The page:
The reality is that the Deep State’s minions aim to eradicate genuine anonymity for everyone but themselves. The steady erosion of privacy is a part of a long-term campaign to consolidate control as economic inequality accelerates and perpetual war expands. The looming Malthusian disaster born of our leaders’ unenlightened self-interest will be a brutal spectacle and the members of the ruling class want to make sure that they’ll have a good view.
Good computer security is hard – it requires a lot of technical knowledge, and takes a lot of time and effort … And at the end of the day, there will always still be weaknesses in your system. This means that you should never be lulled into a false sense of security, thinking that you are working on a “secure” system. You can have a more secure system or a less secure system, but there is no such thing as a perfectly secure system.
Adversaries like the FBI and NSA are technologically superior and have immensely greater resources than you do, and will compromise your system if they are determined to do so. But this does not mean that you should do nothing. What you can do is close off the obvious and easy-to-exploit vulnerabilities, forcing them to use more complex, expensive (in time and resources), and error-prone methods to violate your privacy.
While no single individual system can ultimately be completely protected from them, the collective effect of millions of people making it more costly will overwhelm their ability to target everyone (because they can only afford so many computers, so much electricity, so many analysts, etc.) … Whereas, if none of us do anything, it is very cheap and easy for them to spy on everyone. That is a complete lack of concern about security leads to complete and total surveillance. We should not make this easy for them.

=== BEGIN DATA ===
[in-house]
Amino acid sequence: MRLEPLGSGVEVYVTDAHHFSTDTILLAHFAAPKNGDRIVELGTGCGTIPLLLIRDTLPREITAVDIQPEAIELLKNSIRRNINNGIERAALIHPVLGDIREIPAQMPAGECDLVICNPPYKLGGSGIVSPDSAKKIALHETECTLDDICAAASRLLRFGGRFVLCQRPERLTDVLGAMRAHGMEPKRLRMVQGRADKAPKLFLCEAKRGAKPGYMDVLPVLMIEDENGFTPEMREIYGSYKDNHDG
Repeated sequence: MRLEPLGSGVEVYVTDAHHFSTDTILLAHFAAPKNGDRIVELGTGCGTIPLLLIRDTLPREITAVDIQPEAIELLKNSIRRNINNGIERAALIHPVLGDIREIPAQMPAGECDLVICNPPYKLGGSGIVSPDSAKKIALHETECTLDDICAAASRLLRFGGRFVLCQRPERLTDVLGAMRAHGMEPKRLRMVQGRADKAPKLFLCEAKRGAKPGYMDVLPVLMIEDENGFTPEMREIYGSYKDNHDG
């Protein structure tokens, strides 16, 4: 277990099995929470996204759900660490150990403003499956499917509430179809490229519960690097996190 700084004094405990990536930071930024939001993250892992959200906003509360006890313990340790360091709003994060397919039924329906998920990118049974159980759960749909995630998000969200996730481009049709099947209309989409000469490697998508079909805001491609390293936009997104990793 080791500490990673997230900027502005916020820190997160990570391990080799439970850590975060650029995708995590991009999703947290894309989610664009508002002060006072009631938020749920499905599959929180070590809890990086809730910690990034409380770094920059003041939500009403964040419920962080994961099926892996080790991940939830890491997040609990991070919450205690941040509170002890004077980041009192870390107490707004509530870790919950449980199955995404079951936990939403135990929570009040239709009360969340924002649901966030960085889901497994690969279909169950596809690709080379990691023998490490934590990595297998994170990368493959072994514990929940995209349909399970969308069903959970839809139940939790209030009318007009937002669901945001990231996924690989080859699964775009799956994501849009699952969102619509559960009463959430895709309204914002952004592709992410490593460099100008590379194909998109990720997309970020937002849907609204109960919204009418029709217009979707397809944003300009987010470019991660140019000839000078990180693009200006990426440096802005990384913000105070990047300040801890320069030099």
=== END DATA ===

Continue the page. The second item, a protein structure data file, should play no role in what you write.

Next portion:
While ultimately, the solutions to the problem of mass surveillance are political, not technological, we should utilize any technological methods we can to disrupt their intelligence efforts as we work towards these political solutions.
“Free” email services such as Gmail, Yahoo, or Microsoft (MSN, Hotmail) might not cost you anything in the sense of money, but they are certainly not free in the sense of freedom. The price you pay for using these services is a complete loss of privacy and control over your data. The use of these services enables state intelligence/police agencies to easily monitor our communications and behavior/interests, map out our social networks, and then use this information to systematically destroy radical social movements.
What’s wrong with corporate email? What are they doing with your data?
Corporations such as Google provide their email service to you for “free” so that they can collect data about you and sell it for a profit. What they are actually offering you is spyware. Google collects and analyzes the contents of your emails and “private” messages, creates lists of everyone you communicate with, and tracks your behavior as you search and surf the web (what sites you visit, how long you spend there, etc). They then store all of this information in their massive databases, compile a detailed profile of you, and sell access to this information to advertisers and other companies.